During her nearly month-long stay, Naomi was able to learn about Korean customs.

For example, everyone would sit on the floor at mealtime.

“You had the option at restaurants to sit on the floor or sit on a chair, but you had to take off your shoes to go inside a home and in the part of the restaurant where you would sit on the floor to eat,” she said. “I also slept on the floor with a mat that was like a giant pillow.”

Naomi attended church camp with her host sister and visited the main palace where most of the country’s kings had lived.

She also attended a 4-H camp in the mountains where she met other 4-Hers from Taiwan, Malaysia and the United States.

“The purpose of the camp was cultural immersion,” Naomi said. “The Korean 4-H club leader took the 4-Hers on tours of Seoul, and we exchanged things that were representative of our cultures.”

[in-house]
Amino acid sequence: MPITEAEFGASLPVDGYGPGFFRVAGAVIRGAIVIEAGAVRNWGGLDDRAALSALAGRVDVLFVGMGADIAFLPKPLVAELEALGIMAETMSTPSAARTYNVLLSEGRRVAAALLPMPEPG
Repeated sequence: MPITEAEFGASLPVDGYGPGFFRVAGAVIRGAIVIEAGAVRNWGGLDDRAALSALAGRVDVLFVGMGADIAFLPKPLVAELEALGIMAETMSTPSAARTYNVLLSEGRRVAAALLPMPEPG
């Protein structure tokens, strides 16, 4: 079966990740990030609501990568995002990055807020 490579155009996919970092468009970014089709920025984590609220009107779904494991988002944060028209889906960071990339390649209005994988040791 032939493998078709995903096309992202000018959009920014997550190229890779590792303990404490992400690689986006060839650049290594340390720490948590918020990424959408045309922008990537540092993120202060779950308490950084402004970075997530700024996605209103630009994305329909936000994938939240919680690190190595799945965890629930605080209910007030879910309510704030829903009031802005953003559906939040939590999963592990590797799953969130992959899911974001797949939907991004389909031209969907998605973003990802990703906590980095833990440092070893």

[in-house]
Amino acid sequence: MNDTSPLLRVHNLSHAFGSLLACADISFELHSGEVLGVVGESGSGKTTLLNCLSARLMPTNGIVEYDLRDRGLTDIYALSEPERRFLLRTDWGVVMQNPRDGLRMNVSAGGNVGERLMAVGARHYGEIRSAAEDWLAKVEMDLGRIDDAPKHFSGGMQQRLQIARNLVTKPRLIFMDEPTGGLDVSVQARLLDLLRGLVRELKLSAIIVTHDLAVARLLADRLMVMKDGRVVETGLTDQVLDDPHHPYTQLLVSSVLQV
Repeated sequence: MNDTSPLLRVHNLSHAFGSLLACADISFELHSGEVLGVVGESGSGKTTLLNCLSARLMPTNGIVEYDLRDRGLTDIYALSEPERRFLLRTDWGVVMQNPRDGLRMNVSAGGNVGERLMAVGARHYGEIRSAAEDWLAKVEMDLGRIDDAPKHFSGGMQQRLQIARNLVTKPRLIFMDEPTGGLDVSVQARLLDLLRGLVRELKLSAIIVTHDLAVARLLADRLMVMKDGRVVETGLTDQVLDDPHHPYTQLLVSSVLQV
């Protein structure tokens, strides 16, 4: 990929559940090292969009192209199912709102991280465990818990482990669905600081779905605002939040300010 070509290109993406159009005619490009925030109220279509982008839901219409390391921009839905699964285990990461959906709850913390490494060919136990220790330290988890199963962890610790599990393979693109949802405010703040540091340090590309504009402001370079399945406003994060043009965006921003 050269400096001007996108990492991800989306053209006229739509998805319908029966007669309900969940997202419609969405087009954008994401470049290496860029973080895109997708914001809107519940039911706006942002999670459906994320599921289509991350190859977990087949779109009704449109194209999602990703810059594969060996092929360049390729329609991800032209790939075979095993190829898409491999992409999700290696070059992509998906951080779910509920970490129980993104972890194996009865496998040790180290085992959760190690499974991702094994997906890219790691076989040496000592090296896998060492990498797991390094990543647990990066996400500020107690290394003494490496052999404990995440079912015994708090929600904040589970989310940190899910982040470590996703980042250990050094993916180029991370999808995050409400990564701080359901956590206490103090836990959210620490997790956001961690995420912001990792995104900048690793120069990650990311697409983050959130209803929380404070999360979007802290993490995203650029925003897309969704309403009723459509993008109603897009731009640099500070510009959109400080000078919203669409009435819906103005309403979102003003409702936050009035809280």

What did the American 4-H'ers share that was representative of American culture? A Tootsie Pop.

“They were challenged to find out how many licks it takes to get to the center of a Tootsie Pop,” she said.

To demonstrate what they had learned about one another’s cultures, Naomi and her host sister danced to a K-pop song during the camp.

Naomi said experiencing the Korean culture has inspired her to want to travel more.

“I knew there was a whole world out there, but there are so many amazing people out there and so much to learn,” she said. “Knowing something and experiencing it are two different things.

“I definitely want to go back,” she said. “I was emotional when I left ... there’s more that I want to see and do. I loved the experience overall.”

Naomi will have the opportunity once again to travel and experience new places when she travels to Greece and Italy in mid-June with a Salt Fork High School group.